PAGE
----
Nigeria Oil Thieves Keep a Lid on Output Even as Bombs Abate
(Bloomberg) -- The Agbada 2 flow station should have been buzzing with activity, pumping crude to one of Nigeria’s largest export terminals. Instead it was idle in the muggy, mid-morning heat as Wilcox Emmanuel, the facility’s manager, shrugged in resignation about the thieves who’d shut him down.
As much as 30 percent of the oil sent by pipelines through the swampy Niger River delta is stolen, consultant Wood Mackenzie Ltd. estimates. That’s depriving the country of income amid a crippling recession and compounding the pain of a global price slump for Africa’s largest producer.
At Agbada, the wells dotting the surrounding forests had been closed for three weeks following a pipeline leak that was probably deliberate. “Who knows when we’ll be back up?” Emmanuel said.
The 60,000-barrel-a-day flow station, owned by Royal Dutch Shell Plc’s Nigerian unit and idle for most of June, illustrates the nation’s struggle to restore deliveries of its most vital resource. Even after the government quelled a militant uprising that sent production to a 30-year low last August, smaller-scale sabotage caused by people trying to steal oil remains rife.
Companies are using surveillance helicopters equipped with infrared cameras every day. They’re also experimenting with drones and cages on wellheads rigged with alarms. But nothing seems to fix the problem.
“We’re trying all sorts of things, you wouldn’t believe it,” Igo Weli, a manager at Shell, said in Port Harcourt, Nigeria’s oil capital. “But how do you protect thousands of kilometers of pipelines against people who are out to sabotage them?”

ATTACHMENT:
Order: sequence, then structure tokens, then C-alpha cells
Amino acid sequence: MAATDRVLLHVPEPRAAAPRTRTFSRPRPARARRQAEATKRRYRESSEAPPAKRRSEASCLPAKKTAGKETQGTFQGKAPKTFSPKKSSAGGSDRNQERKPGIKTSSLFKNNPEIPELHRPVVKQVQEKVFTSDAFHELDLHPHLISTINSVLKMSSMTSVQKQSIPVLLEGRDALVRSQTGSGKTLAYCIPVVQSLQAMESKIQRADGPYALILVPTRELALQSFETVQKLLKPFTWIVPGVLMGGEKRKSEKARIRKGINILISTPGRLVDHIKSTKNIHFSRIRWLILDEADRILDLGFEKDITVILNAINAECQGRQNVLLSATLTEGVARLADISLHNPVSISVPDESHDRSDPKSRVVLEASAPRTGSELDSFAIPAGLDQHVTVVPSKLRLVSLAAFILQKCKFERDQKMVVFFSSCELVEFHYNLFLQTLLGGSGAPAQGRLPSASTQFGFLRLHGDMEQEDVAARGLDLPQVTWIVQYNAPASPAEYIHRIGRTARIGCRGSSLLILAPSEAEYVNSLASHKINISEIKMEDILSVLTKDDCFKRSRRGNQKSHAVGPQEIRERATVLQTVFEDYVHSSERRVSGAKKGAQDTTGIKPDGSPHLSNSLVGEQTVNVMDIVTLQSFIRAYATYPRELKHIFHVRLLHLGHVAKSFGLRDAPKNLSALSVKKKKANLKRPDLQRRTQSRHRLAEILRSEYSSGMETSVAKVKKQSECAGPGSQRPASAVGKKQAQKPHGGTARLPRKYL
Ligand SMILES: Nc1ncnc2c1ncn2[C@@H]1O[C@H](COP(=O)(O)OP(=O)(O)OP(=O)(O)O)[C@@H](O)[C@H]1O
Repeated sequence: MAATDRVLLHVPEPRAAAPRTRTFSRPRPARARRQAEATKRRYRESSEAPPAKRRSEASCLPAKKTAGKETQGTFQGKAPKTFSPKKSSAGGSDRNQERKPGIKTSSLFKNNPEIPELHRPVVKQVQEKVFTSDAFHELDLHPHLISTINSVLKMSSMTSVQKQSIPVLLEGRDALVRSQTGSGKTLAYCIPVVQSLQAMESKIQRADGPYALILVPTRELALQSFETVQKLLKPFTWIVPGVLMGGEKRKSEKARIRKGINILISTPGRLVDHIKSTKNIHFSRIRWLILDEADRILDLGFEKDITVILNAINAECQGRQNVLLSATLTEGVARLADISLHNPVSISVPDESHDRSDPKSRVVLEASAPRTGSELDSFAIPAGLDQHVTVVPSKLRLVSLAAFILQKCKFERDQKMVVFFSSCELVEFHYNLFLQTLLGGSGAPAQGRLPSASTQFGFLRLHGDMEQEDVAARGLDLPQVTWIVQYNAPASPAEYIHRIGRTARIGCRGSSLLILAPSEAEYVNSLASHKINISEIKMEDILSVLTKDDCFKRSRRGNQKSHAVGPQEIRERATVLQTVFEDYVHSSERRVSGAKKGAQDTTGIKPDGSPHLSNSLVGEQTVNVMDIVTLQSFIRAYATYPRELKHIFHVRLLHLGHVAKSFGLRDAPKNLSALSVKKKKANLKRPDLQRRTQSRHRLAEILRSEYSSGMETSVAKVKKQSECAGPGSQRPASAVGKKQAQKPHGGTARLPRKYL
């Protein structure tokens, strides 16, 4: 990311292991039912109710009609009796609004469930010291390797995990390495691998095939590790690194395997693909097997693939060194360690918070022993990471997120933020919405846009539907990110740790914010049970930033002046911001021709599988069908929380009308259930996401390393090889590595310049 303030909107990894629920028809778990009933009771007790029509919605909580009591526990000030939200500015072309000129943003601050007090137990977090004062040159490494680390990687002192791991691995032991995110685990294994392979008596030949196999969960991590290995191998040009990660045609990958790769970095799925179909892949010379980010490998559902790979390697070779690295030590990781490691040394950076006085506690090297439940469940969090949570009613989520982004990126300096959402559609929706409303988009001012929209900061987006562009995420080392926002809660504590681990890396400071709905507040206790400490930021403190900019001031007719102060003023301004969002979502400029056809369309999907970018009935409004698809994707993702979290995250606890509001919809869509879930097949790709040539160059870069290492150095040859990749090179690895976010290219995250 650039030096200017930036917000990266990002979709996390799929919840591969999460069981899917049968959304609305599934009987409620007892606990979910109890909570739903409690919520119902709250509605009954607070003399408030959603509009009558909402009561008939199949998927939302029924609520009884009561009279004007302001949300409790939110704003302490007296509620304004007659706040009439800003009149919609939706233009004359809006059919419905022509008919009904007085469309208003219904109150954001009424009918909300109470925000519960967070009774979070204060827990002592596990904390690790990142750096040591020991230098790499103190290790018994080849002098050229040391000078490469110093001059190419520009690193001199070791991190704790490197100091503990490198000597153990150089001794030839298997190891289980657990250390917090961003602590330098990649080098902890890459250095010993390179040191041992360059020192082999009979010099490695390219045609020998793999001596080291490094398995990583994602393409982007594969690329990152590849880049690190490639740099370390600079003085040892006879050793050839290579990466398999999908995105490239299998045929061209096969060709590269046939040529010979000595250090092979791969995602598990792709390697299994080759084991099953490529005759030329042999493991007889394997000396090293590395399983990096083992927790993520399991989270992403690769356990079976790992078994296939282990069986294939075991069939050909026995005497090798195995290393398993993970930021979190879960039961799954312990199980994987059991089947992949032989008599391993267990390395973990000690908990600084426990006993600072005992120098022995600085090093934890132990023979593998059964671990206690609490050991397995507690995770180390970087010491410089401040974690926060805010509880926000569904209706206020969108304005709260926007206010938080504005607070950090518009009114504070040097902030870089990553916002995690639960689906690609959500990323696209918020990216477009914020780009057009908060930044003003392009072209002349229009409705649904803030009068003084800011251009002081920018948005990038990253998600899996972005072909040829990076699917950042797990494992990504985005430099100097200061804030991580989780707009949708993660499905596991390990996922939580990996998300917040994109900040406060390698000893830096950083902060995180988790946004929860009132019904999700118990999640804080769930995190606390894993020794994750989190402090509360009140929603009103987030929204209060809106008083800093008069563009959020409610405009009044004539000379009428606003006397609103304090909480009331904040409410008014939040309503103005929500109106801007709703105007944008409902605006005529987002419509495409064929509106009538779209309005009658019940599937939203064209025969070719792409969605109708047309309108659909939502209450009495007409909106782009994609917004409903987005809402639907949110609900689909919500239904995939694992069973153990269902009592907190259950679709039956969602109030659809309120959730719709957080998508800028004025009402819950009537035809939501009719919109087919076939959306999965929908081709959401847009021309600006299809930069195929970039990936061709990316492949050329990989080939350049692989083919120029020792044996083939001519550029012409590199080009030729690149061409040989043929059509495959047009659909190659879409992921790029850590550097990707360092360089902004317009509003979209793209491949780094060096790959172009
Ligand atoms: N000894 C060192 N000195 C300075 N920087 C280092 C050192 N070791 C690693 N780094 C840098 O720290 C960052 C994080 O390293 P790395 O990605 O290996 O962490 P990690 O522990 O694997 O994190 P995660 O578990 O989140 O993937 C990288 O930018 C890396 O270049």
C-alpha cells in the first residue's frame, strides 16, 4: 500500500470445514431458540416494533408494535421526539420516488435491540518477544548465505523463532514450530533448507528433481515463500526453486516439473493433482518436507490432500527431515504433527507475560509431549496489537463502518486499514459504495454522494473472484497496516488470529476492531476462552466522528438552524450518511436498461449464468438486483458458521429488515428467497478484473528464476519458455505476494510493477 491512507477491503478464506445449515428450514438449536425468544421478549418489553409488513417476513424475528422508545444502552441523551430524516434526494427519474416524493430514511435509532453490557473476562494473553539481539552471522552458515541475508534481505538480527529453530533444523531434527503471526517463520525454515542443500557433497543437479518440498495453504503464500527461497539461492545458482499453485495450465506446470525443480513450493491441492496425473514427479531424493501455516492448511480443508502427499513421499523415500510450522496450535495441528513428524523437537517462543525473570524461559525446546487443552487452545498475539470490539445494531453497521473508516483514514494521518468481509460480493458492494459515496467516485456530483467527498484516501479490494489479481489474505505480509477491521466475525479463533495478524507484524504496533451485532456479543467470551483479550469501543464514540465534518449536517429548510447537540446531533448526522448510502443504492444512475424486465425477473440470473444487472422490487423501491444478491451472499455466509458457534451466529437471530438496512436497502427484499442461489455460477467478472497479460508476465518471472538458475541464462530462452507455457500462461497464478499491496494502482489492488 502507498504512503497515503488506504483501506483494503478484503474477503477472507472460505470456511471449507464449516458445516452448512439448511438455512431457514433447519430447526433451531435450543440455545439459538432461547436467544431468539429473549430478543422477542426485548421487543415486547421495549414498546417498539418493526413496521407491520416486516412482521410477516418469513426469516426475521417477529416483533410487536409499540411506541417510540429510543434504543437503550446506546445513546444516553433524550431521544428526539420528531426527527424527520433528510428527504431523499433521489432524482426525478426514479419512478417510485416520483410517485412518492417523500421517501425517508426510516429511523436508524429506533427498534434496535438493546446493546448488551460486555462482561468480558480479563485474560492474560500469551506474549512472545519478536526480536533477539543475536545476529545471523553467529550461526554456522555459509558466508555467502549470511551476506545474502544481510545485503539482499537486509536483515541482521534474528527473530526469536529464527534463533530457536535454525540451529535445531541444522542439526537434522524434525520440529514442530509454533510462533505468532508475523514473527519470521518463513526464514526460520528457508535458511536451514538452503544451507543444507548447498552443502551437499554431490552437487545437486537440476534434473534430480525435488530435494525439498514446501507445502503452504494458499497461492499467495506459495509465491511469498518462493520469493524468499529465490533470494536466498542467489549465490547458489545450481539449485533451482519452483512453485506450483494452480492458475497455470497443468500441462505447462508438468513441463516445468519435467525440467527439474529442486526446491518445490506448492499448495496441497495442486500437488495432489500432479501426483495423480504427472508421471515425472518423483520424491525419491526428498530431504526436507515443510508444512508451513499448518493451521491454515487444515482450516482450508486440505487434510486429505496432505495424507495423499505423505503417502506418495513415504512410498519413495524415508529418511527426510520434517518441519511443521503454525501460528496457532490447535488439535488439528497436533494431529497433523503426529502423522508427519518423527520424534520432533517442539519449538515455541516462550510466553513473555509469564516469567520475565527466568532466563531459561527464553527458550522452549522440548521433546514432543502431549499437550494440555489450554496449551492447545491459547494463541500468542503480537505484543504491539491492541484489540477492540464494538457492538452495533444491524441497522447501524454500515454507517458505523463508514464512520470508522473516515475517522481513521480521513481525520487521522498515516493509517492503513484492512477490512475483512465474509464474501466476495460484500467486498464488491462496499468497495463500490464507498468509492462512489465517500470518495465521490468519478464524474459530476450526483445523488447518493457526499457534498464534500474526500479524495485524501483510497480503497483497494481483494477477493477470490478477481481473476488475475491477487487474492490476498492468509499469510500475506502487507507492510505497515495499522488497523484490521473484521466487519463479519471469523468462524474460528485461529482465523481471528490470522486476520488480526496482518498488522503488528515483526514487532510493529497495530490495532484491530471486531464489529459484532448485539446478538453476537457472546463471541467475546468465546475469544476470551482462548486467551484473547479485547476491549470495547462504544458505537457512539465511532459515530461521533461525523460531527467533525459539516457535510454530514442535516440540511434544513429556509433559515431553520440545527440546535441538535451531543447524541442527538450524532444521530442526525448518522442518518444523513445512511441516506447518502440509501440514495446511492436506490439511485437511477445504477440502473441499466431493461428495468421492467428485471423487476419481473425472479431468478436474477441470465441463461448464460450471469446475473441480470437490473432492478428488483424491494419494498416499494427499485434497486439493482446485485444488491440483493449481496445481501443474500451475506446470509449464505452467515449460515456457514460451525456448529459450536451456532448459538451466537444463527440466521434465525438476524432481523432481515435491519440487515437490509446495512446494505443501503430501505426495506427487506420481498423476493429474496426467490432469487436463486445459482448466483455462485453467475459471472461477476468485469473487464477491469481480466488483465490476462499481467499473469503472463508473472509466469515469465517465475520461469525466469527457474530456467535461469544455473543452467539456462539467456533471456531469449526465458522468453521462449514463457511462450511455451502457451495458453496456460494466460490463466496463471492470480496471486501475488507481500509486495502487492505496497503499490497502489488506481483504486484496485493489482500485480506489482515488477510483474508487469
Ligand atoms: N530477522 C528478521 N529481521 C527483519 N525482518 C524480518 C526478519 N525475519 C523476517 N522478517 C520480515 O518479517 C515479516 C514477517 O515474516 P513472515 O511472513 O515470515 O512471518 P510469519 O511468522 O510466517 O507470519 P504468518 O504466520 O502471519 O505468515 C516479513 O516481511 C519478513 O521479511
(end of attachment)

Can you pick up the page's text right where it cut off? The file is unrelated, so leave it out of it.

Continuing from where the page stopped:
While Nigeria’s output has risen more than 20 percent since August to almost 1.8 million barrels a day amid a fragile peace with militants, the continual disruption blighting the impoverished delta region threatens plans to exceed 2 million a day, according to Wood Mackenzie. Much of the stolen oil is processed in makeshift, illegal refineries, while more organized thieves load tankers for export.
“It’s constant,” said Gail Anderson, a WoodMac researcher in Edinburgh. “It’s a big amount of crude being stolen. Nigeria is selling much less oil on the international market than what is coming out of the ground.”
Damage caused by theft, in terms of lost output and pollution, can be just as severe as from the armed attacks and bombings by rebels, which last year knocked out terminals including Shell’s Forcados and Qua Iboe, run by Exxon Mobil Corp.
The leak on the pipeline taking Agbada’s crude to the Bonny export terminal in the Gulf of Guinea forced Shell to declare force majeure, a legal clause allowing it to miss deliveries. It also hurt production of gas, which flows out of the wells with the oil. Supplies to Nigeria’s liquefied natural gas plant at Bonny fell 10 percent during the outage, according to its head of production, Tayo Oginni.
The company where Oginni works, Nigeria LNG Ltd., has looked at gas transport options other than pipelines, given their vulnerability, but so far hasn’t found an affordable alternative, he said. Nigeria LNG is a joint venture between Shell, Total SA, Eni SpA and the state oil company.
Eni’s Nigerian subsidiary constantly patrols pipelines and wellheads and will typically shut them down upon spotting any vandalism, it said in a statement.
Though the oil producers are stepping up surveillance, it’s an arduous task in an area the size of West Virginia where 5,000 wells nestle among swamps and creeks. When the companies see thieves at work, they have to rely on Nigeria’s military to catch them.
Better policing and government efforts to engage with communities have helped. In February, Vice President Yemi Osinbajo visited oil states, meeting representatives of militant and community groups and pledging to address grievances over poor infrastructure and a lack of jobs. The administration is desperate to ramp up production to revive growth in an economy that relies on oil and gas for almost all export earnings.
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